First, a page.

So if Week 1 was the accident that kicked off Five Day Discipline then Week 2 was the week that showed me that I didn’t have to overthink this thing for it to be effective. After my failed attempt at eating at a new restaurant every day the week before (curse you, ribs!) I was ready to give Week 2 the proper care and attention that it needed. Except that’s not really true. I had been slowly mulling over the idea of continuing a new discipline each week but I hadn’t decided what I was actually going to do. The weekend flew by, as it tends to do, and I found myself on Monday morning knowing I wanted to try something new but unsure of what.
That particular Monday just so happened to be my wife’s birthday and she wanted to celebrate by staying at a hotel in Fort Worth, going to her favorite restaurant (Joe T. Garcia’s) that evening and then going to the zoo the next day. The plan was for me to meet her and the kids out there once I got off work. Great. Except I still hadn’t chosen my Five Day Discipline. So, I did what any former good Boy Scout* would do: I decided at the very last minute what my Five Day Discipline would be for the week.
Like the previous week, my Five Day Discipline for Week 2 was very circumstantial. I got off work, met my wife and kids at a park in Fort Worth, went to dinner at Joe T. Garcia’s and then went to the hotel to put the kids to bed and relax for the evening. Except if you have kids and you’re staying in a hotel room together you don’t just get to put them to bed and then relax. You’re in the same room which means they don’t sleep. So, we decided to turn the TV on and lo and behold a Christmas miracle happened: Full House, one of the greatest sitcoms ever, was on. Excellent. If you aren’t sure which of the late 80s early 90s sitcoms Full House is, it’s the one that features an uncharacteristically wholesome Bob Saget, the A-dorable Olson twins (“You got it, dude!”), possibly the world’s most handsome man John Stamos (Have mercy!) and the highly underappreciated Dave Coulier dropping goofy quotables such as “Cut. It. Out.” My wife and I grew up watching it but our kids had never seen it. To our joy they loved it. And to the joy of the whole family we lucked into three episodes in a row.
Once the last episode had played it was really bedtime. The room was dark, the kids were all drifting off to Slumberland and I sat there deciding what to do with the rest of my evening. I was tired but not tired enough to go straight to bed. Should I wait until the kids were safely asleep and turn the TV back on? Grab my phone and surf the web? I wasn’t quite sure where my phone was. I thought for a moment and Eureka! My Five Day Discipline for this week would be not touching my phone once I got the kids down to sleep until I woke up the next morning.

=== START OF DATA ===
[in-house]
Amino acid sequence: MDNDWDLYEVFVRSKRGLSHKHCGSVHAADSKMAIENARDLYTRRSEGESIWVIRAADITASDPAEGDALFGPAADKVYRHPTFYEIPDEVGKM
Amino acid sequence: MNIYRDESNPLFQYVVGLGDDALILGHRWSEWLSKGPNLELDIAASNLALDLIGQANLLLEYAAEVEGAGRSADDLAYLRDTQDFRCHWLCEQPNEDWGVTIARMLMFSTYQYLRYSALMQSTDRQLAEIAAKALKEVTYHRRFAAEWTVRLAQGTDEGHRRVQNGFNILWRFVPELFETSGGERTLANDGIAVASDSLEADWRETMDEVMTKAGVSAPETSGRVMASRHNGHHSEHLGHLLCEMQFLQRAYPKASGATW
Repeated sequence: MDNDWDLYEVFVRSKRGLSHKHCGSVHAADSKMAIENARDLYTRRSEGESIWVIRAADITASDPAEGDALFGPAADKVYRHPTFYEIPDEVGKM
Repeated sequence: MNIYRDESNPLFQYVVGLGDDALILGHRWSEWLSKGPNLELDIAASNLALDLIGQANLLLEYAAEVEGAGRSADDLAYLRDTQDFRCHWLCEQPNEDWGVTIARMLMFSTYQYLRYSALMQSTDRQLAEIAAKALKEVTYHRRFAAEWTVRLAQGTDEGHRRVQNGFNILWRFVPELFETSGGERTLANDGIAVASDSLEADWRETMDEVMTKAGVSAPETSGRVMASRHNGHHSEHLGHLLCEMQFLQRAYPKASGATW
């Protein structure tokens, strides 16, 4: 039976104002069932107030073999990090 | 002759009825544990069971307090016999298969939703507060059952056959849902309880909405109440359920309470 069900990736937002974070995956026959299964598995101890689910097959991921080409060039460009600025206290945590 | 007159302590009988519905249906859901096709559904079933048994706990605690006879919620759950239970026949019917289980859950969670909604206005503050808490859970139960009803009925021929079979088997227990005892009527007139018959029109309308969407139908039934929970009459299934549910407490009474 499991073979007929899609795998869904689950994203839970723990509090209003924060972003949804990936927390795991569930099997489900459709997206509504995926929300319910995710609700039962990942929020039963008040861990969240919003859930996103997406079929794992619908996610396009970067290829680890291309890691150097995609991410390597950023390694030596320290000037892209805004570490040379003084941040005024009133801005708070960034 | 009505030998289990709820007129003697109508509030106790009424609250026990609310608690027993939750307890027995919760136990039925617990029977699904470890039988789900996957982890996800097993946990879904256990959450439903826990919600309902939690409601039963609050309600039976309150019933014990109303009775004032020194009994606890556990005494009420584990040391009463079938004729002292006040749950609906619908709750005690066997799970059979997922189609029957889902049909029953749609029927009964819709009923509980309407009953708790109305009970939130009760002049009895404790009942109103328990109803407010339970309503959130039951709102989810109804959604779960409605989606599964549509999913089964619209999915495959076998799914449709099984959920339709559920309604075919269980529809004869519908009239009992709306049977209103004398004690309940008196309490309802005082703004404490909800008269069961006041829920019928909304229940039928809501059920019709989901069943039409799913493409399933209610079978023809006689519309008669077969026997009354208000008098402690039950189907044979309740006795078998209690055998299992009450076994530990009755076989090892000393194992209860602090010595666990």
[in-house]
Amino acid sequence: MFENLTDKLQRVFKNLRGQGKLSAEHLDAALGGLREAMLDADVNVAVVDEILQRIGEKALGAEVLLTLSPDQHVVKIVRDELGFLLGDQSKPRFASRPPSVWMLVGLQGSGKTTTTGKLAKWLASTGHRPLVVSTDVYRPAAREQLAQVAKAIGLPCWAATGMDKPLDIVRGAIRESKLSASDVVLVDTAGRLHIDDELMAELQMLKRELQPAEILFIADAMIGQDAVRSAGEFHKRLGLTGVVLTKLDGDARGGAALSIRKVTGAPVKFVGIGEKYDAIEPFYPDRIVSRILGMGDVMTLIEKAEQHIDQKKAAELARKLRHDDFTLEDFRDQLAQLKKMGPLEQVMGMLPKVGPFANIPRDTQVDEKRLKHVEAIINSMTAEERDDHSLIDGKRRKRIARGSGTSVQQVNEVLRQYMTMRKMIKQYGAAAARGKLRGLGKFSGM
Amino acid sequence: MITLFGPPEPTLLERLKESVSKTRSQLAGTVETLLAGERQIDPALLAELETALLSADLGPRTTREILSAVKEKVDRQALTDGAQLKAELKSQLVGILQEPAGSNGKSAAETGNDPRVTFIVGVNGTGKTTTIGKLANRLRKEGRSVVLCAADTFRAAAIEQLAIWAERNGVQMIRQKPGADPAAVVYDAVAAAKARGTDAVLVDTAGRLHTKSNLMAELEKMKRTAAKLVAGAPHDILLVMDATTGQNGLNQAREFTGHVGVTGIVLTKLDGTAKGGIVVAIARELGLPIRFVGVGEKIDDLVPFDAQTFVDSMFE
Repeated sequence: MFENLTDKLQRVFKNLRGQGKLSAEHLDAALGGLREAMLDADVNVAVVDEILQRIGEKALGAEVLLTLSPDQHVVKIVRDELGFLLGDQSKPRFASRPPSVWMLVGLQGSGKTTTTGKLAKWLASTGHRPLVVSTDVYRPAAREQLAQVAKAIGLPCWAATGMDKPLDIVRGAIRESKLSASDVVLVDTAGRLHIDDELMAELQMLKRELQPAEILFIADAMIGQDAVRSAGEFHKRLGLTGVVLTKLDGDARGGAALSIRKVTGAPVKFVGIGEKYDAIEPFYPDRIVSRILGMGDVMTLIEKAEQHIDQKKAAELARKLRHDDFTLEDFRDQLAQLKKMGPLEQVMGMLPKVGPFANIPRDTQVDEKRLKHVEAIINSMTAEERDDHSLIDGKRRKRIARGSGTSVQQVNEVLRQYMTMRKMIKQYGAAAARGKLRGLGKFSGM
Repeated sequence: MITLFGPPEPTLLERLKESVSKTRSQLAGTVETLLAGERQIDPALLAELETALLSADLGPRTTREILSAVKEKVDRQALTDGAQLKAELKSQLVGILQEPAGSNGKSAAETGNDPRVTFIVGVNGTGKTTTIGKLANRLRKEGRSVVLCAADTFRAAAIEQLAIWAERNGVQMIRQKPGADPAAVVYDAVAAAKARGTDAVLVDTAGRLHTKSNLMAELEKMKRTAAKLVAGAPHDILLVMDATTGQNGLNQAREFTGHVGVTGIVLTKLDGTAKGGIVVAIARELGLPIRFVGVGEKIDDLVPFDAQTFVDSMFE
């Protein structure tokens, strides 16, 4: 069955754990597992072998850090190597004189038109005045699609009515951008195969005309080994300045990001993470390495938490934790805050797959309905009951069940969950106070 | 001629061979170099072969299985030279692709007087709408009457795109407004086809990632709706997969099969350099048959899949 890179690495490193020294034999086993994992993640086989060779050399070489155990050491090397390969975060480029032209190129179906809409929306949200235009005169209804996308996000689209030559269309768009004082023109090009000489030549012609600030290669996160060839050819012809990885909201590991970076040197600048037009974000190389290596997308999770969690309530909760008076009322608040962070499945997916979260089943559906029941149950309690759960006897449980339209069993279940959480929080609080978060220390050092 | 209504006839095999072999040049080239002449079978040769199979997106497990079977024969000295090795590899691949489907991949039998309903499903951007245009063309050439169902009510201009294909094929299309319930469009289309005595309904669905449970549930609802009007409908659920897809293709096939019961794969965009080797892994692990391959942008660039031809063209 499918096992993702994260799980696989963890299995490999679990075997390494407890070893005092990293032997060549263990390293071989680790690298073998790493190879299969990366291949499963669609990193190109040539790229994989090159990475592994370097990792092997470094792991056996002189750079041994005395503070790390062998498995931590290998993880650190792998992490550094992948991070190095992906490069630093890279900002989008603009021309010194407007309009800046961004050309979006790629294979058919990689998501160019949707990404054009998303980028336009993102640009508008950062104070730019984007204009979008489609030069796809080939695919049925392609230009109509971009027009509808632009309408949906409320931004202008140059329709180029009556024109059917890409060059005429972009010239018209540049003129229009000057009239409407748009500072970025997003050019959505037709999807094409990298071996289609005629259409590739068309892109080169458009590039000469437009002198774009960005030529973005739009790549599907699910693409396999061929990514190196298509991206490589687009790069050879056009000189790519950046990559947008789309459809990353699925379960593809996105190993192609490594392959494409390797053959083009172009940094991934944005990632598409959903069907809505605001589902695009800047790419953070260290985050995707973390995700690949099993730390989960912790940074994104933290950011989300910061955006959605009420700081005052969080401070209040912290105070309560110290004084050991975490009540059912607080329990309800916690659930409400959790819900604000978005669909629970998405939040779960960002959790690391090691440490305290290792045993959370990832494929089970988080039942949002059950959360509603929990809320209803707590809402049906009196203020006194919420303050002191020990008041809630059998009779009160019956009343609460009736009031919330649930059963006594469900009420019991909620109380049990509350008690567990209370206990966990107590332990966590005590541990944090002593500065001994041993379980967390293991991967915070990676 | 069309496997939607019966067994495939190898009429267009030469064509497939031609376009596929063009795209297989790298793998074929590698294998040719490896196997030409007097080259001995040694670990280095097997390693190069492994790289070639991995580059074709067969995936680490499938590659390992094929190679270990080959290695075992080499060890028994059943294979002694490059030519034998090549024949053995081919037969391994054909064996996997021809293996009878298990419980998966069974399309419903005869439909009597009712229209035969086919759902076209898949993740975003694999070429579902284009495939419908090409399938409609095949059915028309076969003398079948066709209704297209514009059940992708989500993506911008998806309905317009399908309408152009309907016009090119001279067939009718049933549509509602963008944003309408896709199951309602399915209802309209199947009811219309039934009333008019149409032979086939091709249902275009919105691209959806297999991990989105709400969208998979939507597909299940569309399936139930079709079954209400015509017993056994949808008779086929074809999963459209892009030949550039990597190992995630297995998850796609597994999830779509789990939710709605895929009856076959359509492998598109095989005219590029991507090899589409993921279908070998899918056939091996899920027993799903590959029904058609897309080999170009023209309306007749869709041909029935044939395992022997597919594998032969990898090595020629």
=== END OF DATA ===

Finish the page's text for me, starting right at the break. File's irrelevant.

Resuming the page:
Five Day Discipline: Don’t pick up my phone after my kids go to bed (roughly 8pm) until I wake up the next morning.
What I learned: Nobody really needs to get a hold of me. Granted, an emergency could have happened during that week but if it had my wife was keeping her usual vigil over her phone so I could be reached if necessary. Another thing to note is that while the world doesn’t stop for you-most of the time nothing of consequence is happening. Whatever gets posted on Instagram or Facebook might be entertaining but all of it’s content is there in the morning same as it was the night before. Except stories. I get that. But disappearing stories are just a sliver of the social (media) scene.
My normal routine is to put my phone away the moment I get home from work and then not pick it up again until after my kids go to bed. Once they are in bed I often grab it and begin the mindless scrolling. Week 2 was just a good week of taking time out of my evening to focus on other things besides my phone. I read more, got stuff done around the house and had more conversations with my wife. All positive things. There is life outside of your smart phone. Don’t get me wrong, I’m not opposed to the smart phone it is an incredibly useful tool, but every once in a while it’s nice to Cut. It. Out.
*I was actually a bad Boy Scout. I dropped out of Boy Scouts after one year and I still don’t know how to tie any knots. I’m an introvert who got homesick well into Middle School so that first year of Boy Scouts was rough. I didn’t mind the meetings but I wasn’t fond of the camping trips that took me away from home. One particularly memorable moment happened on a long camping trip when somehow a pair of my underwear slipped out of my bag. Not just any underwear-“tighty whities”. The most embarrassing undergarment an adolescent boy can wear. Did I mention that they were rolled up and sealed in a sandwich baggy? (Thanks, Mom!) Had I worn boxers or boxer briefs it probably wouldn’t have been an issue but some of the older Scouts got a hold of my underwear and were making fun of it as they tried to figure out who it belonged to. Thank god my name wasn’t written on the tag. Obviously, I denied they were mine. I never went camping with the Scouts again and didn’t sign up the next year. And that was the last year I was a Boy Scout.